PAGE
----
Published 26 May 2008
The Institute of Architects has made 3 supreme awards, honoured another building for its endurance and recognised Ivan Mercep with its gold medal for his outstanding 50-year career in the profession.
The institute’s awards, in partnership with paint company Resene, were announced at the weekend. The institute makes its supreme awards to recognise exceptional architecture, for projects that have already won a national award.
The 3 supreme winners were Hills Clubhouse in Arrowtown, the Department of Conservation’s Conservation House in Wellington & Trinity Apartments in Parnell.
Massey House in Wellington, designed by Ernst Plischke & Cedric Firth in 1957, was recognised with an enduring award.
Judging panel convenor Pip Cheshire (Cheshire Architects Ltd, Auckland) said the winning buildings reflected the fact that New Zealand was increasingly producing buildings of international stature: “We are seeing a great deal more sophistication in New Zealand architecture. While solutions are responsive to the demands of New Zealand, they display a true knowledge of world conditions of architecture.”
Hills Clubhouse, designed for jeweller Michael Hill by Auckland-based Patterson Associates Ltd (Andrew Patterson), was created to seamlessly integrate with the landscape. Less than a quarter of the clubhouse is above ground, the roof is topped with native tussock and it is built to highly sustainable principles.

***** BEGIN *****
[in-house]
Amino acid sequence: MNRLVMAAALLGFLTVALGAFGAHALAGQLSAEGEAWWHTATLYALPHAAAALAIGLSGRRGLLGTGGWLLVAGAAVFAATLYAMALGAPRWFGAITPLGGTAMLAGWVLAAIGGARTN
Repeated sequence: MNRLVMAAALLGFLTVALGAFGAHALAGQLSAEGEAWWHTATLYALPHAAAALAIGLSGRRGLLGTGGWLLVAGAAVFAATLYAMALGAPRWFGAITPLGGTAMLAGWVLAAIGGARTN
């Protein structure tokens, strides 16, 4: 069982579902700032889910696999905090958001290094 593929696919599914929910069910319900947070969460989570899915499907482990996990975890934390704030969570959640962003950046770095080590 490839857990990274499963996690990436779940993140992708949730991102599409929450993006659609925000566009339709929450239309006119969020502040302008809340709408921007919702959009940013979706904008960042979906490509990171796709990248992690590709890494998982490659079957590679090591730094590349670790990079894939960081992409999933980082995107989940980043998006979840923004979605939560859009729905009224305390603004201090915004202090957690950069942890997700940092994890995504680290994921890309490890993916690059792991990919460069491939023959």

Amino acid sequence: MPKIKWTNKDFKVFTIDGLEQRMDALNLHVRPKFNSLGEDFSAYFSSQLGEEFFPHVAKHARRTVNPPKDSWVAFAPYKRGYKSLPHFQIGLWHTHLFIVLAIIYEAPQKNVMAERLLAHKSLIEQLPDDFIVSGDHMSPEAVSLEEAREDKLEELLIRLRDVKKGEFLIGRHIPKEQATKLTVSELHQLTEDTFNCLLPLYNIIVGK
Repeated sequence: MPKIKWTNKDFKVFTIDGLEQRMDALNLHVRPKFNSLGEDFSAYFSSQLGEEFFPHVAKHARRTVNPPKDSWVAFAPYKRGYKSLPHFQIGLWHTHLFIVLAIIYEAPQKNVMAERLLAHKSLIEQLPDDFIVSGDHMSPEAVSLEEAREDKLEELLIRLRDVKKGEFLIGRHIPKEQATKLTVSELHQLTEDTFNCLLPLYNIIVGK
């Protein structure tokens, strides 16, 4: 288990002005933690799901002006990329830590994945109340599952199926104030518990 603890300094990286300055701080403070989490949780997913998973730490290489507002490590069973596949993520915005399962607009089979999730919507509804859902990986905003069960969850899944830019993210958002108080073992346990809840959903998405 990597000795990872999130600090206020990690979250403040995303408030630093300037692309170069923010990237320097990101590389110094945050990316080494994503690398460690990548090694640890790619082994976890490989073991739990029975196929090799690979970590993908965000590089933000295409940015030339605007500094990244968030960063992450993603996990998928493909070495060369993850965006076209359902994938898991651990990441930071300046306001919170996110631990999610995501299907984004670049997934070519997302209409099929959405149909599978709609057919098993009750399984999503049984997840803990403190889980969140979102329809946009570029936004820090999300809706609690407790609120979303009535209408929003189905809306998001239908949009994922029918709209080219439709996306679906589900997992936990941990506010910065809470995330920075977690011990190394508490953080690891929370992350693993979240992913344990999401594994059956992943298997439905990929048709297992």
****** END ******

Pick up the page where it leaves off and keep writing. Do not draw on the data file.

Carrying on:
Conservation House, in Manners St, Wellington, was redeveloped by Wellington-based architecture + from a series of 1980s buildings, including a former cinema. It’s regarded as one of New Zealand’s most environmentally friendly buildings.
Trinity Apartments, by Architectus (Carsten Auer, Malcolm Bowes, Patrick Clifford & Michael Thompson, Auckland), was built across the top of Parnell Rd from the Anglican Cathedral. The judges praised it for its rich streetscape and as “proof that apartment buildings can provide high quality environments and make significant contributions to the urban landscape”.
Mr Mercep was among founders of the Jasmax practice. The many acclaimed & award-winning projects he has worked on range from Te Papa Tongarewa – the Museum of New Zealand to Samoa House on Karangahape Rd and Auckland University’s Fale Pasifika complex.
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Attribution: Institute release, story written by Bob Dey for this website.